Health

Challenging Medical Racism And Physicians’ Preference For White Patients

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The current issue of the New England Journal of Medicine (NEJM), one of the most prestigious peer-reviewed medical journals in the country, lends its clout to a larger conversation about addressing issues of racism in the health care system.

Two articles published in NEJM this month implore medical professionals to do their part to further racial justice in America. The first focuses on raising awareness about the implicit biases embedded in the health care system that end up deepening racial disparities. The second urges health care workers to get more involved on the front lines of fighting for black lives.

In the first op-ed, two physicians from Chicago write that the medical community needs to “examine the implicit biases in our academic medical centers” and “audit the care we deliver to ensure that the right treatments are provided and the best outcomes are achieved regardless of patients’ race, class, or sex.”

The doctors cite previous research that suggests many physicians have an unconscious preference for white patients, which may lead them to spend less time with their African-American patients. This type of implicit bias could have a direct influence on the quality of health care services. A 2002 report from the Institute of Medicine found that black Americans received less effective care than their white counterparts for nearly every disease studied.

On top of that, if black Americans don’t feel welcome in the medical system, they’re more likely to delay treatment — something that could contribute to the fact that African-Americans are dying from diseases at higher rates than other racial groups.

In an interview with the Chicago Sun-Times, one of the doctors who penned that op-ed explained that it’s a good time for doctors to enter into the national conversation about racial justice. Dr. David Ansell, who has spent decades advocating for low-income and minority patients, referenced the recent groundswell of public activism in the aftermath in the deaths of Mike Brown in Ferguson and Eric Garner in New York City — both unarmed black men who died at the hands of police officers.

“We just felt in the face of Ferguson and Garner, we needed to talk openly about these gaps in health outcomes occurring in our health systems. We have all of these gaps and they haven’t gotten better after so many years,” Ansell said. He added that you “cannot underestimate the lingering effects of racism.”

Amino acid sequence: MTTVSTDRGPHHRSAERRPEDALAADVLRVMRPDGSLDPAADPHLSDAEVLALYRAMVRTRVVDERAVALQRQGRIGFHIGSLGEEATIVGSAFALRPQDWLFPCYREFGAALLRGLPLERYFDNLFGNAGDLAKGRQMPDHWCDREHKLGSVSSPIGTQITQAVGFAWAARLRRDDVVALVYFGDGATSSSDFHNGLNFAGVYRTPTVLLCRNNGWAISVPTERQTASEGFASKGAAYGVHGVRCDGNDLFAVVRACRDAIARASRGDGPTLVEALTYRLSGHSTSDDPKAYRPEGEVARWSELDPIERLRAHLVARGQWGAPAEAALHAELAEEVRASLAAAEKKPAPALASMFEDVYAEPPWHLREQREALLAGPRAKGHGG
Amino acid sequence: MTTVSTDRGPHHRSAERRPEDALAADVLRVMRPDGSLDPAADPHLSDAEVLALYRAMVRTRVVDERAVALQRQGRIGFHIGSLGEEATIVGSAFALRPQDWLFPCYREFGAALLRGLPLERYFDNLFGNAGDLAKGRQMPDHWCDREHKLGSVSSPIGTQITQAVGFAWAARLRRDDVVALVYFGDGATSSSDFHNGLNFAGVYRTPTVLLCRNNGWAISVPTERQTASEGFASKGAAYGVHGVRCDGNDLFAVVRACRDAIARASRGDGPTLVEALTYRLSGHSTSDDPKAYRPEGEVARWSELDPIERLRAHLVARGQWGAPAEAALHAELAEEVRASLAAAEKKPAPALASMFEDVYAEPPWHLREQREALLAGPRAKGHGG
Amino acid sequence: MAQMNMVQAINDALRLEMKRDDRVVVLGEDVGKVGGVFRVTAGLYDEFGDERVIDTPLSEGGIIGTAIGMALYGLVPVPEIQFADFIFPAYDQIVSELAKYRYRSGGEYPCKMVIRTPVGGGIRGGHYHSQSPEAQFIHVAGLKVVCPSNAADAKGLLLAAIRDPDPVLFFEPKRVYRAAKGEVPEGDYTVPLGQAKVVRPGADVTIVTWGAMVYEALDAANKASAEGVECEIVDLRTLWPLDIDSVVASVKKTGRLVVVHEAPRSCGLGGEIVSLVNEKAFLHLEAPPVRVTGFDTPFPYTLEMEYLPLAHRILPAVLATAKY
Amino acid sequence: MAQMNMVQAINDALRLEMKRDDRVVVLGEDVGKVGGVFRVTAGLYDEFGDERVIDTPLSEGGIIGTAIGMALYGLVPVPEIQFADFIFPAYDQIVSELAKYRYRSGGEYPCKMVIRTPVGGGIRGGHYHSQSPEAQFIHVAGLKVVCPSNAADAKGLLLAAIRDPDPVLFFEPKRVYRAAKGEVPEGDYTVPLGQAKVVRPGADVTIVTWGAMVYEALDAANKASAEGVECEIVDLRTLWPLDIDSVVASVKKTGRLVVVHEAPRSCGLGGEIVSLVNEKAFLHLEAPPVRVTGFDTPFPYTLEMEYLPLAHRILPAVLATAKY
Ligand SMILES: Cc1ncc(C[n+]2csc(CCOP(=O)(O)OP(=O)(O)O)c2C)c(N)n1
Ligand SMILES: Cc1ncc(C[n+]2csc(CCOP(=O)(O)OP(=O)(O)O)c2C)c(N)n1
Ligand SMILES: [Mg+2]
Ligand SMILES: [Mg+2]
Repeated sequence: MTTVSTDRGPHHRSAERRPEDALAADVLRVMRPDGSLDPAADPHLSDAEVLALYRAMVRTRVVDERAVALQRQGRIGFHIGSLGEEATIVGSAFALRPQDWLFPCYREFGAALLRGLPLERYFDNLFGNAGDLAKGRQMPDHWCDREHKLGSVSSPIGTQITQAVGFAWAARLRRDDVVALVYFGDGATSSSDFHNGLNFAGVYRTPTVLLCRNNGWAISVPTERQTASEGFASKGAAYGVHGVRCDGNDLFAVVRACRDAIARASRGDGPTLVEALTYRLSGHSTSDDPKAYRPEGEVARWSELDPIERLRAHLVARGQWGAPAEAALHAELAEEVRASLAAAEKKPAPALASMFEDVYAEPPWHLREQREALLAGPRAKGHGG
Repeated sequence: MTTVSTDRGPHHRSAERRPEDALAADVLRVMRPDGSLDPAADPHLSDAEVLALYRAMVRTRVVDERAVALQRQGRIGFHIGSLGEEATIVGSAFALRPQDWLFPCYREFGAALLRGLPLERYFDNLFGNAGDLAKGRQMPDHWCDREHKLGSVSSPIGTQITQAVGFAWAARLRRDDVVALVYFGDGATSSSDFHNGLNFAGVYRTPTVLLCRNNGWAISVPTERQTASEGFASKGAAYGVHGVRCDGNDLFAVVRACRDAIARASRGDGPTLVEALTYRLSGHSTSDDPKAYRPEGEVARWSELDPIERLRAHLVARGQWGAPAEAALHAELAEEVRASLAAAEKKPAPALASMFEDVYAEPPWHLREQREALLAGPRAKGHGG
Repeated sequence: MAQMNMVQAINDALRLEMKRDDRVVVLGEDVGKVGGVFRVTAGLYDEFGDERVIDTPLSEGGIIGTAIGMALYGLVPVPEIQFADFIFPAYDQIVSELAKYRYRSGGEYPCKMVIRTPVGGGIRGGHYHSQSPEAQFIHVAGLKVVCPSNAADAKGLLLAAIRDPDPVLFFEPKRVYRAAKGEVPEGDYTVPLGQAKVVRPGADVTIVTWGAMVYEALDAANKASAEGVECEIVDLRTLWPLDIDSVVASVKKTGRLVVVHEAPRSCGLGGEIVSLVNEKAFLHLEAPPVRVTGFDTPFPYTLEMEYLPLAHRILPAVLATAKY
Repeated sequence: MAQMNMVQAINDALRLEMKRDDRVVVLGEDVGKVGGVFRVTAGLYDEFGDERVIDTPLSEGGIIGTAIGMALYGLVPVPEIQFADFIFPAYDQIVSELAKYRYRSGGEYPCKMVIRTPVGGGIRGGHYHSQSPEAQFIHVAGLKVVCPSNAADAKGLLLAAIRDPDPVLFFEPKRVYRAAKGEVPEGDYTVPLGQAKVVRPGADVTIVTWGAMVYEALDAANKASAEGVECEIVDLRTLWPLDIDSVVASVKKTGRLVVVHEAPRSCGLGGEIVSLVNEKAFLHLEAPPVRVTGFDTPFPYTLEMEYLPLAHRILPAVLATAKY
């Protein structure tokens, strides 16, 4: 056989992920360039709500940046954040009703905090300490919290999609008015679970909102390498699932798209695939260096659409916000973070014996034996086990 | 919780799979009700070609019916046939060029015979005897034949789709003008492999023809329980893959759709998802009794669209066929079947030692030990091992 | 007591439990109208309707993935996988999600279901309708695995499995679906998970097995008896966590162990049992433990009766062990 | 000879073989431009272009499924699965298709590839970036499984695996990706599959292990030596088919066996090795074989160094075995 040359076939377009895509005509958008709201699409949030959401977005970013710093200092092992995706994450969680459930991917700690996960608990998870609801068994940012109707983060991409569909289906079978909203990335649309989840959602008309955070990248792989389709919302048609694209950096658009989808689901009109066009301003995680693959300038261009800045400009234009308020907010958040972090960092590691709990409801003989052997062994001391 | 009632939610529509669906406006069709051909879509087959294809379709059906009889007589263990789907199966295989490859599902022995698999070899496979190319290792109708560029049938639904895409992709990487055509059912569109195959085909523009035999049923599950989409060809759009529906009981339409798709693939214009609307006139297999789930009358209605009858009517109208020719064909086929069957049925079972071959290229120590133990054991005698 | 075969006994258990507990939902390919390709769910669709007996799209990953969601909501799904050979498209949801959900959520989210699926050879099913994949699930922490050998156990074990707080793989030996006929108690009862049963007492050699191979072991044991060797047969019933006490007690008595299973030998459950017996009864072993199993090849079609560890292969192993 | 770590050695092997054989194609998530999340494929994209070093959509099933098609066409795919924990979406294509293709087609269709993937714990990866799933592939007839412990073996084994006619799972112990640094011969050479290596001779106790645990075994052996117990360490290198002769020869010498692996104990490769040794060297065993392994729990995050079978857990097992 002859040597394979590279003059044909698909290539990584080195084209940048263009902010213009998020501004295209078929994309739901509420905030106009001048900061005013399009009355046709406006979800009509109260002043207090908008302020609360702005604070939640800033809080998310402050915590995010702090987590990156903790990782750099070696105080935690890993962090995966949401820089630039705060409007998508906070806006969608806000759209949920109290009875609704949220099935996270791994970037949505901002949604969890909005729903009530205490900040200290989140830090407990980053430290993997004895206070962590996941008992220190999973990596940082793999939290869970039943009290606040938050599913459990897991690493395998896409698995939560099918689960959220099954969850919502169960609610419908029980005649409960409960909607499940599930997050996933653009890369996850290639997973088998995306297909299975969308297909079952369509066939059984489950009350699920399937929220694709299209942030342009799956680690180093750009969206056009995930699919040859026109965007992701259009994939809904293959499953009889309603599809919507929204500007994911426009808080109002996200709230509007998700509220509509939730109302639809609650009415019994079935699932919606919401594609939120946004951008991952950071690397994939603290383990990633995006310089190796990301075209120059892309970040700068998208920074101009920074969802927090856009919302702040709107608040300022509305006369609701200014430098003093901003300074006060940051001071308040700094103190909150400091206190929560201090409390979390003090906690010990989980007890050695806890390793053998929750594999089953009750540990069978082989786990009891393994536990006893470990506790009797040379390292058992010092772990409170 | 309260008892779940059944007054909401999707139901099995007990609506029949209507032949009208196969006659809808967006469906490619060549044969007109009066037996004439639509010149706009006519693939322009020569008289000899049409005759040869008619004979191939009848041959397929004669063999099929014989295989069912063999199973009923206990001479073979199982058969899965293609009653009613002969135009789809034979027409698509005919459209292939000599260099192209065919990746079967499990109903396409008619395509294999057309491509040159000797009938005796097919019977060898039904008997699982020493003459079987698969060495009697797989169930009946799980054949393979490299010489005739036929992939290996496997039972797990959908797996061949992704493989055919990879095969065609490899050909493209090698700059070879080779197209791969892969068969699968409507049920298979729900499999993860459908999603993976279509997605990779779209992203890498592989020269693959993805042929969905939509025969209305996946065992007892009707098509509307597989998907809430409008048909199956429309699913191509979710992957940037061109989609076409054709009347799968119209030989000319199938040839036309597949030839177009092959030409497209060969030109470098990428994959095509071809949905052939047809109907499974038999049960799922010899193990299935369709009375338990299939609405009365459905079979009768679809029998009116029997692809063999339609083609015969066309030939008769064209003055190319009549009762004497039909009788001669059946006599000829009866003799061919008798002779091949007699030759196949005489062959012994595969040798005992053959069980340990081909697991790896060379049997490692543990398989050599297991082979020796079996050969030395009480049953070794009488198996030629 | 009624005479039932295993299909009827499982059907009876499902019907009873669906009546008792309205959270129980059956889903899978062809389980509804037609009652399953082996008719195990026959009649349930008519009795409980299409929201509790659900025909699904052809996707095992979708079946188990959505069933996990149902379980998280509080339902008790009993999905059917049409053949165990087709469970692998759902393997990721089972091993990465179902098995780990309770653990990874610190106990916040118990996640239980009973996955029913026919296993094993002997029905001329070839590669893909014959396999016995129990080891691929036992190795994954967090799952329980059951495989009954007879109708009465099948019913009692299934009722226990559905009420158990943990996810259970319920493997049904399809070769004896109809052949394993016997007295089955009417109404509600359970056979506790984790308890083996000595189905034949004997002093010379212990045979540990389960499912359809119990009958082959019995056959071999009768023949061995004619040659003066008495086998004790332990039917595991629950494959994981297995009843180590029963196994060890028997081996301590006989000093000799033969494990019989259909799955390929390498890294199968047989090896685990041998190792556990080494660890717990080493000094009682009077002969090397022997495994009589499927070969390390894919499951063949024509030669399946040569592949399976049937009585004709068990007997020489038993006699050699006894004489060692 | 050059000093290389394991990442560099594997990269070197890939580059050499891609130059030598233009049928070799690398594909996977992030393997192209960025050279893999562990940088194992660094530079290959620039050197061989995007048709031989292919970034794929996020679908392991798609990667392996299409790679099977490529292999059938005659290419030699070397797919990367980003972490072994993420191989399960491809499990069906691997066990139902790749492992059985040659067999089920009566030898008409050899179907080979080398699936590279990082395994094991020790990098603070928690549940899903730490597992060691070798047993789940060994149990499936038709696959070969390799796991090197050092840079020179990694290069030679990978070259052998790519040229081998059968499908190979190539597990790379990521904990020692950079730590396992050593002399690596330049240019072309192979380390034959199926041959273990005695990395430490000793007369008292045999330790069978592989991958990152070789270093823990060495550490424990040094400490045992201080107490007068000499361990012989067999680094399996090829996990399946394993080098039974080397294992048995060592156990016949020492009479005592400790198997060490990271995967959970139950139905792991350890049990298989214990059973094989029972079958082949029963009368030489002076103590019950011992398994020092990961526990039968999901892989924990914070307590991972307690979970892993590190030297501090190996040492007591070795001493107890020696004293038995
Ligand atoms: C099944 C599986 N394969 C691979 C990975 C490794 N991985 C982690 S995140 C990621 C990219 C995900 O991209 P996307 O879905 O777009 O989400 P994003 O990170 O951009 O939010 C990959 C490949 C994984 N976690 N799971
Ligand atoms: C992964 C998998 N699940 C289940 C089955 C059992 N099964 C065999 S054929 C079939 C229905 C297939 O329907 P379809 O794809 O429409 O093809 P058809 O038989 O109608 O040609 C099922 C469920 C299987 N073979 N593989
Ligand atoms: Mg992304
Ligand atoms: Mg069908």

Ansell’s article comes on the heels of student activism that initially sparked a dialogue about these issues at the end of last year. In December, dozens of medical students across the country staged “die-ins” to protest the police killings of people of color. They used the hashtag #WhiteCoats4BlackLives to make the point that the medical profession is invested racial equality as a matter of public health.

“We want to call attention to the fact that police brutality really endangers the lives and health of people of color in this country,” a first-year medical student at the University of Pennsylvania explained to the Guardian at the time. “As physicians and medical students it is our responsibility to take care of the health and wellness of our community, so we see it as a public health issue.”

That sentiment is echoed in the second op-ed published in NEJM this month, which calls on more doctors to follow in the footsteps of the students who have been outspoken in recent months.

“As New York City’s health commissioner, I feel a strong moral and professional obligation to encourage critical dialogue and action on issues of racism and health,” Dr. Mary Travis Bassett, who was appointed to her position at the beginning of this year, writes. “Let’s not sit on the sidelines.”

Bassett identifies three areas where doctors could start making a difference: Conducting more research to illuminate the existing racial gaps in health care; reforming the internal structures that have led to a dearth of black physicians; and publicly advocating for progressive changes in law and policy. “Rightfully or not, medical professionals often have a societal status that gives our voices greater credibility,” Bassett points out.

One of the the most important steps to making progress in this area could be to recruit more African-American applicants to medical school — particularly since the rate of black applicants has declined by 20 percent over the past several decades. According to Ansell, black medical students are more than twice as likely as their white peers to express a desire to use their skills to serve communities of color.